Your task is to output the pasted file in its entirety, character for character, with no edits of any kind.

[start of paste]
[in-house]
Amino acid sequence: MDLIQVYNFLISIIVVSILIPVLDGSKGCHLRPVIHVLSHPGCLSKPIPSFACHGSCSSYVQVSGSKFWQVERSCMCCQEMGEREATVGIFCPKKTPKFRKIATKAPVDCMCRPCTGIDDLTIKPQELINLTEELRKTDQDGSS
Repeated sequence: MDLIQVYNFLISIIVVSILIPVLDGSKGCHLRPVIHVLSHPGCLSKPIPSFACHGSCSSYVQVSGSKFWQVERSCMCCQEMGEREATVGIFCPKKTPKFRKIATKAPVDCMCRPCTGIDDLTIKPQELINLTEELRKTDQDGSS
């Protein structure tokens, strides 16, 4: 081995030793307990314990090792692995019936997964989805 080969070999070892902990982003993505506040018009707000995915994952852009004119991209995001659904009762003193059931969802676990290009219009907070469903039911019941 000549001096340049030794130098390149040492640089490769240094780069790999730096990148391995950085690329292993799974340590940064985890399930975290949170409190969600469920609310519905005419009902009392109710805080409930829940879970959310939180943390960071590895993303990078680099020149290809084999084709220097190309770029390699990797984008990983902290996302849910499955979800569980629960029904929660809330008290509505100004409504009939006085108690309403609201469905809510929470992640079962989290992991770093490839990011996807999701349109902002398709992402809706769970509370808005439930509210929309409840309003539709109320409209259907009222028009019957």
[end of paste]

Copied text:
[in-house]
Amino acid sequence: MDLIQVYNFLISIIVVSILIPVLDGSKGCHLRPVIHVLSHPGCLSKPIPSFACHGSCSSYVQVSGSKFWQVERSCMCCQEMGEREATVGIFCPKKTPKFRKIATKAPVDCMCRPCTGIDDLTIKPQELINLTEELRKTDQDGSS
Repeated sequence: MDLIQVYNFLISIIVVSILIPVLDGSKGCHLRPVIHVLSHPGCLSKPIPSFACHGSCSSYVQVSGSKFWQVERSCMCCQEMGEREATVGIFCPKKTPKFRKIATKAPVDCMCRPCTGIDDLTIKPQELINLTEELRKTDQDGSS
């Protein structure tokens, strides 16, 4: 081995030793307990314990090792692995019936997964989805 080969070999070892902990982003993505506040018009707000995915994952852009004119991209995001659904009762003193059931969802676990290009219009907070469903039911019941 000549001096340049030794130098390149040492640089490769240094780069790999730096990148391995950085690329292993799974340590940064985890399930975290949170409190969600469920609310519905005419009902009392109710805080409930829940879970959310939180943390960071590895993303990078680099020149290809084999084709220097190309770029390699990797984008990983902290996302849910499955979800569980629960029904929660809330008290509505100004409504009939006085108690309403609201469905809510929470992640079962989290992991770093490839990011996807999701349109902002398709992402809706769970509370808005439930509210929309409840309003539709109320409209259907009222028009019957």